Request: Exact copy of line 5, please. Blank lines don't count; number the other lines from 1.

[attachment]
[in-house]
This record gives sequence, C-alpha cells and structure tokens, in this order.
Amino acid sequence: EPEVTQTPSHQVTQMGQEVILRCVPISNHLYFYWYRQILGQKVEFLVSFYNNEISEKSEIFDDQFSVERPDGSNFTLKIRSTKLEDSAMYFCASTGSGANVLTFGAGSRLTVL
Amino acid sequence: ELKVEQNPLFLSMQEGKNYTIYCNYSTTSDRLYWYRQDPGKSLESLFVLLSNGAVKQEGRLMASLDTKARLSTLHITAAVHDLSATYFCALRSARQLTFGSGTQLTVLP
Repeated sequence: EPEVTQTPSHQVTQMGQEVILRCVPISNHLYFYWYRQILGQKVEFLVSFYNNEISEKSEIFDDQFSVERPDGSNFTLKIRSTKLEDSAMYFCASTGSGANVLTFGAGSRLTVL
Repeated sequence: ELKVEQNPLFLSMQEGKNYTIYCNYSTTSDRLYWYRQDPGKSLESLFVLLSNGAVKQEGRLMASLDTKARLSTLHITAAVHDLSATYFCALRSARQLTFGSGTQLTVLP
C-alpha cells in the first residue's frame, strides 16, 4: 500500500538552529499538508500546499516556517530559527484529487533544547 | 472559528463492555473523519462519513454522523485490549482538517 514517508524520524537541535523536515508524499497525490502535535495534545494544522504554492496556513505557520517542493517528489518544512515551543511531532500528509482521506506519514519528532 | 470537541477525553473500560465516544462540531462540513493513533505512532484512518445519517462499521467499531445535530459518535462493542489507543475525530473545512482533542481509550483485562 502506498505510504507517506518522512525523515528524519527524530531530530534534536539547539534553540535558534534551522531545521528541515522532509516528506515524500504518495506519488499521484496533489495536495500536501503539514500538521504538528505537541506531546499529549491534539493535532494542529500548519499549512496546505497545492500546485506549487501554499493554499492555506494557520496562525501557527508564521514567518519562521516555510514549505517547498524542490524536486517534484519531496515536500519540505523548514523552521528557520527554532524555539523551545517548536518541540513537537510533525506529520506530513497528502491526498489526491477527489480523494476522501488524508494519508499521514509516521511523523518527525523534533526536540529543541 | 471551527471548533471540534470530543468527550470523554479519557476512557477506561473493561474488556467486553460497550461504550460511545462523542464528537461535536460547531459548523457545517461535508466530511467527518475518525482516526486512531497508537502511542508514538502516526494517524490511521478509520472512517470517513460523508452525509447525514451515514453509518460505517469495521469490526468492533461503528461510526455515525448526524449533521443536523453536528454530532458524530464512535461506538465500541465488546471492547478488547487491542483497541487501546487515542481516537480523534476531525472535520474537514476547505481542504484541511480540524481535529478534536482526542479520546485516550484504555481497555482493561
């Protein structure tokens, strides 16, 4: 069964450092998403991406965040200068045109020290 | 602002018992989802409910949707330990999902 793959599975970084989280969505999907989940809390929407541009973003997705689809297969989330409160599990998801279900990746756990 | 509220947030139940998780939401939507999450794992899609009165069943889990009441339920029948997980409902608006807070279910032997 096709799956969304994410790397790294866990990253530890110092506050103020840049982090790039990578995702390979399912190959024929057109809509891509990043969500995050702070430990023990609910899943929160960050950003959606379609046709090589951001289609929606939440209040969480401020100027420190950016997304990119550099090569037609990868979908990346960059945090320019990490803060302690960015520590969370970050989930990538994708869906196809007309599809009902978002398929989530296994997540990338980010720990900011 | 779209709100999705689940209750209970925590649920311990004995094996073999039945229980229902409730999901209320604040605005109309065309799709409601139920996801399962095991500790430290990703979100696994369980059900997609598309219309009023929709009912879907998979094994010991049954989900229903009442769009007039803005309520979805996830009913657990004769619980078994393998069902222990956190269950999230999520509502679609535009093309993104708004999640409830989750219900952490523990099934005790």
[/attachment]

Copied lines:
Repeated sequence: EPEVTQTPSHQVTQMGQEVILRCVPISNHLYFYWYRQILGQKVEFLVSFYNNEISEKSEIFDDQFSVERPDGSNFTLKIRSTKLEDSAMYFCASTGSGANVLTFGAGSRLTVL